Eagle Forum Legislative Alerts

Thursday, January 22, 2015

Illegal Voters Could Have Changed the Senate

Control of the U.S. Senate was up for grabs last November, and illegal voters thankfully did not tip the balance. Estimates show that more than 14 percent of non-citizens were registered to vote in the elections of 2008 and 2010. That could have easily exceeded the margin of victory in tight Senate races, and probably did in Virginia! Illegal votes produce a bonanza of additional votes for Democrats. Democrats typically win more than 80 percent of the votes cast by non-citizens. Al Franken won a U.S. Senate seat in Minnesota by a margin of only 312 votes in 2008.

The Washington Post reported about new non-partisan research by Old Dominion University which uncovered a shocking amount of voting by non-citizens, which, of course, is illegal. Congress has sensibly limited voting in federal elections to only American citizens. This study concluded that voter ID alone will not eliminate voting by non-citizens, because voter ID does not require proof of citizenship, such as a passport or birth certificate. But that loophole is easily closed by requiring proof of citizenship when people register to vote, just as you must show proof of citizenship in order to get a passport.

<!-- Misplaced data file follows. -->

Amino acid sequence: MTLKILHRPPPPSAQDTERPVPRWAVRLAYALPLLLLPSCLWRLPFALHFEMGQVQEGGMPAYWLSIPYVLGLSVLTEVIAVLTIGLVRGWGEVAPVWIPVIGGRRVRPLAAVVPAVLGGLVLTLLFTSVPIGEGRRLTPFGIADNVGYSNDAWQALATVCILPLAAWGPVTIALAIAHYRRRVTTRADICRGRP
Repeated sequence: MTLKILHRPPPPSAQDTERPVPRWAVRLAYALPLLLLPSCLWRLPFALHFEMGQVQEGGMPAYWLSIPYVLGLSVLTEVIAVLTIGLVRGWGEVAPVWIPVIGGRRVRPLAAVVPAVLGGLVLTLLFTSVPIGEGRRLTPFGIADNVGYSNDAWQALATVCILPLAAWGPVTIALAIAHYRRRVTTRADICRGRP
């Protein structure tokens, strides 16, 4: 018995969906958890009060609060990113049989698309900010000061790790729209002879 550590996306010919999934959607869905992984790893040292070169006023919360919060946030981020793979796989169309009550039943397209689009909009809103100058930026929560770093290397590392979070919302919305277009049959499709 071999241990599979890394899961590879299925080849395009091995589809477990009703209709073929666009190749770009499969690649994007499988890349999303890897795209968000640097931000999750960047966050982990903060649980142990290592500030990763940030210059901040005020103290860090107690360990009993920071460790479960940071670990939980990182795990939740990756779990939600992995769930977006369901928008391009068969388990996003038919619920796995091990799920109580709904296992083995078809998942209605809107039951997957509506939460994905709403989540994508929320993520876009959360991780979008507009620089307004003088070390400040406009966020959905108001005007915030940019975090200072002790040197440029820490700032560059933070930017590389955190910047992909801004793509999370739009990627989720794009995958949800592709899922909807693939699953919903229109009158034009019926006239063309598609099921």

Several states enacted common-sense provisions in order to strengthen voter integrity in the next election. The U.S. Supreme Court denied an attempt to block voter ID from going into effect in Texas, so at least Texas was able to limit mischief at their polls. Other states weren’t so fortunate. Wisconsin passed a voter ID law that was upheld by the Seventh Circuit, but the U.S. Supreme Court then blocked that good law from going into effect last November. Voting by non-citizens is completely unacceptable and reduces the voting strength of real American citizens to vote for their representatives.

Listen to the radio commentary here:

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